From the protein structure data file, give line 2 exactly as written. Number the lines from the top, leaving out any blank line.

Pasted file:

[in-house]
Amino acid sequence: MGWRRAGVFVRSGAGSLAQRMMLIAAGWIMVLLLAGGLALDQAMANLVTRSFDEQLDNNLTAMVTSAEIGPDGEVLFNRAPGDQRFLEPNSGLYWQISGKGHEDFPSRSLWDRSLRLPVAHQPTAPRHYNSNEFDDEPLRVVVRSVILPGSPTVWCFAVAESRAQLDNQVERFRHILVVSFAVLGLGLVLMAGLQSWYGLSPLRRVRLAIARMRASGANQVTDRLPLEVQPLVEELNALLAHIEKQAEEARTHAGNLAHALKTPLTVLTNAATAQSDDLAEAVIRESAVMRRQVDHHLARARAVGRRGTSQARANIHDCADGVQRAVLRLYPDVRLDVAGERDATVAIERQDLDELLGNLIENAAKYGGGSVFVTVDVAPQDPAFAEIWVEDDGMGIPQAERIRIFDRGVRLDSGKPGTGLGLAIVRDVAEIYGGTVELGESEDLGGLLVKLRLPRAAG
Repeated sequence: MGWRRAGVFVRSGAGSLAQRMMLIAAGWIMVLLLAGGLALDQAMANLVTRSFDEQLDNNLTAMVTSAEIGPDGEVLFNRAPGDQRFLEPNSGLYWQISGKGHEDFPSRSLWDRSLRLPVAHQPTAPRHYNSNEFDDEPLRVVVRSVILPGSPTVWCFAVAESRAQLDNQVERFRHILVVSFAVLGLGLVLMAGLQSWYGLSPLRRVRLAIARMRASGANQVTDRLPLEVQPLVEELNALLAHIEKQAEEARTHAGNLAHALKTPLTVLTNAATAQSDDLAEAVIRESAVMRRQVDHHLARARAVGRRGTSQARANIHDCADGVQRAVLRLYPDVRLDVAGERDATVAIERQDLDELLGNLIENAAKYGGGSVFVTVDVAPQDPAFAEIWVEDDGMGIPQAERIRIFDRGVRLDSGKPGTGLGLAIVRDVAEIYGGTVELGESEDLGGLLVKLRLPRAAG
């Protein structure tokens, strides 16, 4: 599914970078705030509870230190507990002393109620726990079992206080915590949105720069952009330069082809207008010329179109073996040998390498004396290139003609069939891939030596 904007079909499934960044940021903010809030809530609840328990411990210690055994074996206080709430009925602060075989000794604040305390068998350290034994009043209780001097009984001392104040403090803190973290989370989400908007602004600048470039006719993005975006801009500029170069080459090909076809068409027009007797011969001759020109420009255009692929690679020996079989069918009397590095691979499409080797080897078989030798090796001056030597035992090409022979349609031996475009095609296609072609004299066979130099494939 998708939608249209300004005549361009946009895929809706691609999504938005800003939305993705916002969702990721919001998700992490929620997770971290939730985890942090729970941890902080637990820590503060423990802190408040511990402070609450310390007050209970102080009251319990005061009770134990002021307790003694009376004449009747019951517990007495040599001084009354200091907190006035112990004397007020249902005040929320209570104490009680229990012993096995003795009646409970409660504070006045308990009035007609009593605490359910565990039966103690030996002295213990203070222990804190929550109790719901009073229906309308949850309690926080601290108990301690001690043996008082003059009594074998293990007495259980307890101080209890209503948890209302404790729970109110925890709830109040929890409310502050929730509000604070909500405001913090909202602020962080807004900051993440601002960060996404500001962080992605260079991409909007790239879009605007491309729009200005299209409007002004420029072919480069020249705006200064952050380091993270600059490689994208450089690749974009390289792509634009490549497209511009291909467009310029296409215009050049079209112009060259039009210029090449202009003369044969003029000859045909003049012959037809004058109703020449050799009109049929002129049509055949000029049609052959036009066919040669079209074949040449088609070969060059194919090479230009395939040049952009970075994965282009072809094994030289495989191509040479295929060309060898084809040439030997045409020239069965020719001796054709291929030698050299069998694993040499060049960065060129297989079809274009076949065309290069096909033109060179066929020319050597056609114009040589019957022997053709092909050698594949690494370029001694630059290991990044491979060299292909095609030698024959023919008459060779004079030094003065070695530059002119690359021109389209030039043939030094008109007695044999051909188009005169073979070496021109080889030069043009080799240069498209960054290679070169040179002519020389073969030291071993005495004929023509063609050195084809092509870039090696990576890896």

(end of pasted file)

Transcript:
Amino acid sequence: MGWRRAGVFVRSGAGSLAQRMMLIAAGWIMVLLLAGGLALDQAMANLVTRSFDEQLDNNLTAMVTSAEIGPDGEVLFNRAPGDQRFLEPNSGLYWQISGKGHEDFPSRSLWDRSLRLPVAHQPTAPRHYNSNEFDDEPLRVVVRSVILPGSPTVWCFAVAESRAQLDNQVERFRHILVVSFAVLGLGLVLMAGLQSWYGLSPLRRVRLAIARMRASGANQVTDRLPLEVQPLVEELNALLAHIEKQAEEARTHAGNLAHALKTPLTVLTNAATAQSDDLAEAVIRESAVMRRQVDHHLARARAVGRRGTSQARANIHDCADGVQRAVLRLYPDVRLDVAGERDATVAIERQDLDELLGNLIENAAKYGGGSVFVTVDVAPQDPAFAEIWVEDDGMGIPQAERIRIFDRGVRLDSGKPGTGLGLAIVRDVAEIYGGTVELGESEDLGGLLVKLRLPRAAG